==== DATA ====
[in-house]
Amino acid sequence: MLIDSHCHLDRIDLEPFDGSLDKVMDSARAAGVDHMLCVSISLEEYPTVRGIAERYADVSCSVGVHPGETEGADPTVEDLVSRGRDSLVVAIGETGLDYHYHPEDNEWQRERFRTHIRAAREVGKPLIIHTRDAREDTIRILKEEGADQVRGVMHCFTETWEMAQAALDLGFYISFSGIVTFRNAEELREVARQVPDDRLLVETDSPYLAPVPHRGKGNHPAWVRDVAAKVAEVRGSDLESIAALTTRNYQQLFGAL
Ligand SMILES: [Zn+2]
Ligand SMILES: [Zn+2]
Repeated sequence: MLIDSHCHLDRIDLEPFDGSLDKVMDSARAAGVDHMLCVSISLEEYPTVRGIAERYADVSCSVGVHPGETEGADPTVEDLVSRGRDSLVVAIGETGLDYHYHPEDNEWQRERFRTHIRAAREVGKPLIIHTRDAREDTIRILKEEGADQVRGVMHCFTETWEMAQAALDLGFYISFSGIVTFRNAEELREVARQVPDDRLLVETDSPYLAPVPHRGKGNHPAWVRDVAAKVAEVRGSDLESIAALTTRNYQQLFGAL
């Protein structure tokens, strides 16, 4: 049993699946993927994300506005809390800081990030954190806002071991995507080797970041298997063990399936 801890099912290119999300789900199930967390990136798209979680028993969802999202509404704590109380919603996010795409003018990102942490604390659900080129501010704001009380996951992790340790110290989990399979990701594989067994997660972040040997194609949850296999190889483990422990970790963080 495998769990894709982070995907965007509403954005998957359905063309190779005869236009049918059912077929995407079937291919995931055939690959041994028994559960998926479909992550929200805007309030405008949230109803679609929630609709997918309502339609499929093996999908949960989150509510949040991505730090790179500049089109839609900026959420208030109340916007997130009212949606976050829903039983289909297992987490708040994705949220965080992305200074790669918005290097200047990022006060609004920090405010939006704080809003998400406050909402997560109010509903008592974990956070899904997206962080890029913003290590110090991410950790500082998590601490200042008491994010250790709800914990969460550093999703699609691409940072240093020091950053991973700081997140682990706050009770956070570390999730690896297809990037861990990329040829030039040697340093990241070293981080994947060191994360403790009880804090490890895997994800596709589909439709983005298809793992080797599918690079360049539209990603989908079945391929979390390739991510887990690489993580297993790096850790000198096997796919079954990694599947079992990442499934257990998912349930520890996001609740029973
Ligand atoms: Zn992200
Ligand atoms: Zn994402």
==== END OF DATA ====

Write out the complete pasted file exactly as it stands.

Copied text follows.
[in-house]
Amino acid sequence: MLIDSHCHLDRIDLEPFDGSLDKVMDSARAAGVDHMLCVSISLEEYPTVRGIAERYADVSCSVGVHPGETEGADPTVEDLVSRGRDSLVVAIGETGLDYHYHPEDNEWQRERFRTHIRAAREVGKPLIIHTRDAREDTIRILKEEGADQVRGVMHCFTETWEMAQAALDLGFYISFSGIVTFRNAEELREVARQVPDDRLLVETDSPYLAPVPHRGKGNHPAWVRDVAAKVAEVRGSDLESIAALTTRNYQQLFGAL
Ligand SMILES: [Zn+2]
Ligand SMILES: [Zn+2]
Repeated sequence: MLIDSHCHLDRIDLEPFDGSLDKVMDSARAAGVDHMLCVSISLEEYPTVRGIAERYADVSCSVGVHPGETEGADPTVEDLVSRGRDSLVVAIGETGLDYHYHPEDNEWQRERFRTHIRAAREVGKPLIIHTRDAREDTIRILKEEGADQVRGVMHCFTETWEMAQAALDLGFYISFSGIVTFRNAEELREVARQVPDDRLLVETDSPYLAPVPHRGKGNHPAWVRDVAAKVAEVRGSDLESIAALTTRNYQQLFGAL
């Protein structure tokens, strides 16, 4: 049993699946993927994300506005809390800081990030954190806002071991995507080797970041298997063990399936 801890099912290119999300789900199930967390990136798209979680028993969802999202509404704590109380919603996010795409003018990102942490604390659900080129501010704001009380996951992790340790110290989990399979990701594989067994997660972040040997194609949850296999190889483990422990970790963080 495998769990894709982070995907965007509403954005998957359905063309190779005869236009049918059912077929995407079937291919995931055939690959041994028994559960998926479909992550929200805007309030405008949230109803679609929630609709997918309502339609499929093996999908949960989150509510949040991505730090790179500049089109839609900026959420208030109340916007997130009212949606976050829903039983289909297992987490708040994705949220965080992305200074790669918005290097200047990022006060609004920090405010939006704080809003998400406050909402997560109010509903008592974990956070899904997206962080890029913003290590110090991410950790500082998590601490200042008491994010250790709800914990969460550093999703699609691409940072240093020091950053991973700081997140682990706050009770956070570390999730690896297809990037861990990329040829030039040697340093990241070293981080994947060191994360403790009880804090490890895997994800596709589909439709983005298809793992080797599918690079360049539209990603989908079945391929979390390739991510887990690489993580297993790096850790000198096997796919079954990694599947079992990442499934257990998912349930520890996001609740029973
Ligand atoms: Zn992200
Ligand atoms: Zn994402």